Things to remember when you’re buying a business
Buying a business? Add these two items to your due diligence checklist. DYDD. Do your due diligence! Finally… it’s taken months to get here. You’ve identified the business you want to buy. You’ve got financial statements and they check out. The owner is amenable to your purchase offer. In fact, the owner will actually sell… at a fair price… with no hassles or unnecessary delay! You’ve scraped the necessary money together. You’ve plundered your savings and gotten a loan from the bank. You even convinced your rich uncle to cough up a little dough. The opportunity is a perfect fit. You are excited about the company and the industry. It’s go time… Heck, I’m even excited! But wait… You may not have considered everything. Did you remember two of the most commonly overlooked areas of business purchase / sale transactions?
Control of the Premises Risks associated with controlling the premises will depend to great extent on the type of business you are looking to buy. For a construction company, industrially zoned land of an appropriate size can be hard to find and may be key to processing material and other general operations. For a retailer, there may be concern about retaining the flexibility to relocate and take advantage of today’s lower retail rental rates. Just a few of the questions you may want to ask include: Does the current business owner also own the premises? If so, would he/she be willing to provide a lease of appropriate length, at market rates or better, with options to renew? Does the business require a specific classification of land zoning or must it be in a specific location, for example close to cruise ships or near international business? If the business leases its premises, is the lease transferable? If not, you run the risk of having to relocate the business immediately or soon after acquiring it. Further, the business may be more difficult to sell on to the next buyer. What would be the cost of relocating the business? Recouping costs for plant improvements as well as furniture, fixtures and equipment is notoriously difficult. Although market rates may be lower than that of the current lease, you may effectively be prevented from relocated due to ‘switching costs’.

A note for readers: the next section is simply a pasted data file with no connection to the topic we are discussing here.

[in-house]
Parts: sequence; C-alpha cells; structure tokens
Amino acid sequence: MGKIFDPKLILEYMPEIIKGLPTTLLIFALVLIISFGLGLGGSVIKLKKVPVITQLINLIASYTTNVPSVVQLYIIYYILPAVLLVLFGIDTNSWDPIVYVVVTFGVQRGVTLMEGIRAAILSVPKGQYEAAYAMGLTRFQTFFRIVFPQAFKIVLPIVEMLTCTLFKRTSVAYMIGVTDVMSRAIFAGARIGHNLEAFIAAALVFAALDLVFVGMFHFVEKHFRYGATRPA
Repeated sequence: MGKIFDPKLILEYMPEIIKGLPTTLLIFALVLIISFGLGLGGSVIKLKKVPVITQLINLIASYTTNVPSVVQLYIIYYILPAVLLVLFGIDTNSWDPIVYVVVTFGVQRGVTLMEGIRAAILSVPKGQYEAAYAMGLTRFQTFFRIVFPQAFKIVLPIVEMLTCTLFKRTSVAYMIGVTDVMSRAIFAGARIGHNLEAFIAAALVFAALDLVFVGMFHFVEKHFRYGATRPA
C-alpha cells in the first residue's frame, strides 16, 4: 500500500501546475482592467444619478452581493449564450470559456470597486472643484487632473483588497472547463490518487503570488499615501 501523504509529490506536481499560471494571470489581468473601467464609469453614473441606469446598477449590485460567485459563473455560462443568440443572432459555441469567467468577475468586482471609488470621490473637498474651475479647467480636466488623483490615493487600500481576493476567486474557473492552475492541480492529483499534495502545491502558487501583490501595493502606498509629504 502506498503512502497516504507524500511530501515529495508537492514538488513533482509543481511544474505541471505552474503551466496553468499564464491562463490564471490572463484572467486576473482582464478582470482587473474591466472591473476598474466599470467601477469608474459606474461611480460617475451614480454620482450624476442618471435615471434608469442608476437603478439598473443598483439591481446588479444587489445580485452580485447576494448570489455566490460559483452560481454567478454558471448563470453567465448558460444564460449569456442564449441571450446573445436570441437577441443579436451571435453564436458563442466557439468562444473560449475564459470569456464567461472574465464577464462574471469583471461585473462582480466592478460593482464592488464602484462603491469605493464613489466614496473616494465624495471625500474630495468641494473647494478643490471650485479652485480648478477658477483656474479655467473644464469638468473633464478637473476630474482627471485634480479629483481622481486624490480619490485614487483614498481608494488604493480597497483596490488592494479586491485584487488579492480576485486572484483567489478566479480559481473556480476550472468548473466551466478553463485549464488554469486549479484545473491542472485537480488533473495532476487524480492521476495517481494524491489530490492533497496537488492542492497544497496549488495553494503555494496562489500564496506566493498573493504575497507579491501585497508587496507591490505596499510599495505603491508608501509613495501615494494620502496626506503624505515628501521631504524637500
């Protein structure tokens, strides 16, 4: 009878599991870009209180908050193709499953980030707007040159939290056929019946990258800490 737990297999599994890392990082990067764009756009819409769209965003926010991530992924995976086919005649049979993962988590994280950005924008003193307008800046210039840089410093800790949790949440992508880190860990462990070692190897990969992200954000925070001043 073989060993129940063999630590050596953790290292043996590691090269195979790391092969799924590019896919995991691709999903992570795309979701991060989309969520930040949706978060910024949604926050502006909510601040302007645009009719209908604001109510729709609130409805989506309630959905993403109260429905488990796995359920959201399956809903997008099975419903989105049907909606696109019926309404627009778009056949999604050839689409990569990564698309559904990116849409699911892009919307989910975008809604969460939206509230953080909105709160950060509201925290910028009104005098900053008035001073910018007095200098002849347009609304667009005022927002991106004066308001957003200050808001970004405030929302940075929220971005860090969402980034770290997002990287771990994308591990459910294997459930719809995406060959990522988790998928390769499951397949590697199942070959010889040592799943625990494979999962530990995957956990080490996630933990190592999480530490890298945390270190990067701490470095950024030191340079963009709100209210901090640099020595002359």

Off balance sheet obligations to your employees As per clause 23 of the Employment Act 2000, companies are obligated to pay a severance allowance to any “employee who has completed at least one year of continuous employment”. As many of us know, this money is due when an employee is made redundant. However, what is often overlooked is that this money is due even if the employee loses their job due to “the winding up or insolvency of an employer”. Oops. Financial statements and other records generally don’t disclose this. Depending on the number and tenure of the employees you inherit, if you were to purchase a business today and close it down tomorrow, you could owe a lot more money than expected. Did you consider the possibility of inheriting this financial obligation when negotiating the purchase price and terms? Here’s how to calculate the obligation for each employee: Determine the tenure and current pay rate for each employee Allocate “two weeks wages, for each completed year of continuous employment up to the first ten years and three weeks wages for each completed year of continuous employment thereafter up to a maximum of 26 weeks wages”. Remember that this obligation does not arise when employees leave voluntarily, so the allocation you calculated might over-represent the amount of money you would actually be liable for. You will however have better perspective on your potential downside risk. Ultimately, your decision on whether or not to purchase the business will be based on a combination of financial analysis, experience and ‘gut feel’. However, effectively managing your downside risk will help you sleep better at night.